"I am a fraud," Mercer said. "They're sincere; their research is sincere. From their standpoint I am an elderly retired bit player named Al Jarry. All of it, their disclosure, is true. They interviewed me at my home, as they claim; I told them whatever they wanted to know, which was everything."
"Including about the whisky?"
Mercer smiled. "It was true. They did a good job and from their standpoint Buster Friendly's disclosure was convincing. They will have trouble understanding why nothing has changed. Because you're still here and I'm still here." Mercer indicated with a sweep of his hand the barren, rising hillside, the familiar place. "I lifted you from the tomb world just now and I will continue to lift you until you lose interest and want to quit. But you will have to stop searching for me because I will never stop searching for you."
"I didn't like that about the whisky," Isidore said. "That's lowering."
"That's because you're a highly moral person. I'm not. I don't judge, not even myself." Mercer held out a closed hand, palm up. "Before I forget it, I have something of yours here." He opened his fingers. On his hand rested the mutilated spider, but with its snipped-off legs restored.
"Thanks." Isidore accepted the spider. He started to say something further -
An alarm bell clanged.
Roy Baty snarled, "There's a bounty hunter in the building! Get all the lights off. Get him away from that empathy box; he has to be ready at the door. Go on - move him!"
Looking down, John Isidore saw his own hands; they gripped the twin handles of the empathy box. As he stood gaping at them, the lights in the living room of his apartment plunged out. He could see, in the kitchen, Pris hurrying to catch the table lamp there.
"Listen, J.R.," Irmgard whispered harshly in his ear; she had grabbed him by the shoulder, her nails digging into him with frantic intensity. She seemed unaware of what she did, now; in the dim nocturnal light from outdoors Irmgard's face had become distorted, astigmatic. It had turned into - a craven dish, with cowering, tiny, lidless eyes. "You have to go," she whispered, "to the door, when he knocks, if he does knock; you have to show him your identification and tell him this is your apartment and no one else is here. And you ask to see a warrant."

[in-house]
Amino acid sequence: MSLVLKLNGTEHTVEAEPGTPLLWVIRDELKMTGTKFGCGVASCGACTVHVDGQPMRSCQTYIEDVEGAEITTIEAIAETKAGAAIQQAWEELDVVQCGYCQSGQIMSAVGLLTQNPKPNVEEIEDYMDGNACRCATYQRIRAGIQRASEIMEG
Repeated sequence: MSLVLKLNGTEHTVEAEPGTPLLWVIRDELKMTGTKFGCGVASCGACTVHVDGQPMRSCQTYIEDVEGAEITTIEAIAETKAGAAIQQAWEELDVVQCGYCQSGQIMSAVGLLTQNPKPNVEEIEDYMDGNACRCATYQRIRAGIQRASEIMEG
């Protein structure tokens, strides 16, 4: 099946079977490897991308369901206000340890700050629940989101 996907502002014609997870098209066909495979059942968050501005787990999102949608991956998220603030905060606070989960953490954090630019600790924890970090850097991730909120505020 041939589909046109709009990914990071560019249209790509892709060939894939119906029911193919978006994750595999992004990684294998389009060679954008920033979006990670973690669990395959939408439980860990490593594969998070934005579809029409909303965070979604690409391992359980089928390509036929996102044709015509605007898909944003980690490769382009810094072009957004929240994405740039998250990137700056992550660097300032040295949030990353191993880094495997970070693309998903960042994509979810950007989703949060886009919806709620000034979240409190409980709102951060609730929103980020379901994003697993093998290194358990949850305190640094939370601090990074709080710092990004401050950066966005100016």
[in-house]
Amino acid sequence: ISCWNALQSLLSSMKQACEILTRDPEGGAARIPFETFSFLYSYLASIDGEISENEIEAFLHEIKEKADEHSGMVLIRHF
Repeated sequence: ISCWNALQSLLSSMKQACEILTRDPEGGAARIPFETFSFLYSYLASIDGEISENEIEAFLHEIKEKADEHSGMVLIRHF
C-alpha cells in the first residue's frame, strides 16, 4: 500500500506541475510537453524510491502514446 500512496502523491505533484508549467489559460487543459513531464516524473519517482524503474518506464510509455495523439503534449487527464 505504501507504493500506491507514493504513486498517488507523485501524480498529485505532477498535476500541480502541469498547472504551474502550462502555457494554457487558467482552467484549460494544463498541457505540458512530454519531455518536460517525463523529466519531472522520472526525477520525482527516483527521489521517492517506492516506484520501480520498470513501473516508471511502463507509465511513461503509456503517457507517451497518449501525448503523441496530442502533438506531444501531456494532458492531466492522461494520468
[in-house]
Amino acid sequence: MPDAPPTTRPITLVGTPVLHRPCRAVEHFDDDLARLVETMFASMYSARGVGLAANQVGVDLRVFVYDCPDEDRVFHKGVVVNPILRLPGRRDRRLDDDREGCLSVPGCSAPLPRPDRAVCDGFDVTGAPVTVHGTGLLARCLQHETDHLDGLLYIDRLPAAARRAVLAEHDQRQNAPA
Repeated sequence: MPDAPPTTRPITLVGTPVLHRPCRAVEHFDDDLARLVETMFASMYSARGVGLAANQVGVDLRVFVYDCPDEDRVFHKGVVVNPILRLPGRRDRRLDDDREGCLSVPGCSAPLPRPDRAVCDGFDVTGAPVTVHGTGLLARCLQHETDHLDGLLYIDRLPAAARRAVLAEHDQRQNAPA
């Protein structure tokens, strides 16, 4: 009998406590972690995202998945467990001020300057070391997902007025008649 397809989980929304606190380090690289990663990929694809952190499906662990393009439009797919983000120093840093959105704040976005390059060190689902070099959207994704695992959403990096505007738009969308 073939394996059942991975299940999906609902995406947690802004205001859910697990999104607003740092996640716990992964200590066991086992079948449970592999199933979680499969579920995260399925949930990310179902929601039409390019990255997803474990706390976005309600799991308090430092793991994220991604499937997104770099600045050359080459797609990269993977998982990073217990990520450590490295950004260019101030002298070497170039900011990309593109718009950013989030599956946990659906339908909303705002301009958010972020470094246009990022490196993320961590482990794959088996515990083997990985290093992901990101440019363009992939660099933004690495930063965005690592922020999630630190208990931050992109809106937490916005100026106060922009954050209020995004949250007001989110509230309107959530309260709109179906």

Pris, standing on the other side of him, her body arched, whispered, "Don't let him in, J.R. Say anything; do anything that will stop him. Do you know what a bounty hunter would do let loose in here? Do you understand what he would do to us? "
Moving away from the two android females Isidore groped his way to the door; with his fingers he located the knob, halted there, listening. He could sense the hall outside, is he always had sensed it: vacant and reverberating and lifeless.
"Hear anything?" Roy Baty said, bending close. Isidore smelled the rank, cringing body; he inhaled fear from it, fear pouring out, forming a mist. "Step out and take a look."
Opening the door, Isidore looked up and down the indistinct hall. The air out here had a clear quality, despite the weight of dust. He still held the spider which Mercer had given him. Was it actually the spider which Pris had snipped apart with Irmgard Baty's cuticle scissors? Probably not. He would never know. But anyhow it was alive; it crept about within his closed hand, not biting him: as with most small spiders its mandibles could not puncture human skin.
He reached the end of the hall, descended the stairs, and stepped outside, onto what had once been a terraced path, garden-enclosed. The garden had perished during the war and the path had ruptured in a thousand places. But he knew its surface; under his feet the familiar path felt good, and he followed it, passed along the greater side of the building, coming at last to the only verdant spot in the vicinity - a yard-square patch of dust-saturated, drooping weeds. There he deposited the spider. He experienced its wavering progress as it departed his hand. Well, that was that; he straightened up.
A flashlight beam focused on the weeds; in its glare their half-dead stalks appeared stark, menacing. Now he could see the spider; it rested on a serrated leaf. So it had gotten away all right.
"What did you do?" the man holding the flashlight asked.
"I put down a spider," he said, wondering why the man didn't see; in the beam of yellow light the spider bloated up larger than life. "So it could get away."
"Why don't you take it up to your apartment? You ought to keep it in a jar. According to the January Sidney's most spiders are up ten percent in retail price. You could have gotten a hundred and some odd dollars for it."
Isidore said, "If I took it back up there she'd cut it apart again. Bit by bit, to see what it did."
"Androids do that," the man said. Reaching into his overcoat he brought out something which he flapped open and extended toward Isidore.
In the irregular light the bounty hunter seemed a medium man, not impressive. Round face and hairless, smooth features; like a clerk in a bureaucratic office. Methodical but informal. Not demi-god in shape; not at all as Isidore had anticipated him.
"I'm an investigator for the San Francisco Police Department. Deckard, Rick Deckard." The man flapped his ID shut again, stuck it back in his overcoat pocket. "They're up there now? The three?"
"Well, the thing is," Isidore said, "I'm looking after them. Two are women. They're the last ones of the group; the rest are dead. I brought Pris's TV set up from her apartment and put it in mine, so they could watch Buster Friendly. Buster proved beyond a doubt that Mercer doesn't exist." Isidore felt excitement, knowing something of this importance - news that the bounty hunter evidently hadn't heard.